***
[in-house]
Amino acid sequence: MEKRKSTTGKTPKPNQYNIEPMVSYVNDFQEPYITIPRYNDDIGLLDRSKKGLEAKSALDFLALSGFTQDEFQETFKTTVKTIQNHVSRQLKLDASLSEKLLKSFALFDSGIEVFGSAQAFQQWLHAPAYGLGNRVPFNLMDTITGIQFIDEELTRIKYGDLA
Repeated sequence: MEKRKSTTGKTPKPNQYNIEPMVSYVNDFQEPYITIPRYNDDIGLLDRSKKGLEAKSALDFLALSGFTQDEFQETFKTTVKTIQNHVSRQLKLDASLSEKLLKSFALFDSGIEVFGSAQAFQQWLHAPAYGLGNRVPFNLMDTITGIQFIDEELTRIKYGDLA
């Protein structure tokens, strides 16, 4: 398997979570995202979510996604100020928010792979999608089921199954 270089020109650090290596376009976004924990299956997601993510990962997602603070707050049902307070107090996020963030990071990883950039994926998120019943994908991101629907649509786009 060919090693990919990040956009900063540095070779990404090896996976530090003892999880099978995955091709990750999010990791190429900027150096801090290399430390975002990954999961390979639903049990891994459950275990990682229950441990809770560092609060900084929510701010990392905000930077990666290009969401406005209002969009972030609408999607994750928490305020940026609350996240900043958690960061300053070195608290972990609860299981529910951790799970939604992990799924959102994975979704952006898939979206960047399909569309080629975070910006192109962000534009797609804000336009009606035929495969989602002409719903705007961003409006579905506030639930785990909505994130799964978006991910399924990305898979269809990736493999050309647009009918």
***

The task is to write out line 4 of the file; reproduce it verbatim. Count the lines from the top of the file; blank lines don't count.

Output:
């Protein structure tokens, strides 16, 4: 398997979570995202979510996604100020928010792979999608089921199954 270089020109650090290596376009976004924990299956997601993510990962997602603070707050049902307070107090996020963030990071990883950039994926998120019943994908991101629907649509786009 060919090693990919990040956009900063540095070779990404090896996976530090003892999880099978995955091709990750999010990791190429900027150096801090290399430390975002990954999961390979639903049990891994459950275990990682229950441990809770560092609060900084929510701010990392905000930077990666290009969401406005209002969009972030609408999607994750928490305020940026609350996240900043958690960061300053070195608290972990609860299981529910951790799970939604992990799924959102994975979704952006898939979206960047399909569309080629975070910006192109962000534009797609804000336009009606035929495969989602002409719903705007961003409006579905506030639930785990909505994130799964978006991910399924990305898979269809990736493999050309647009009918």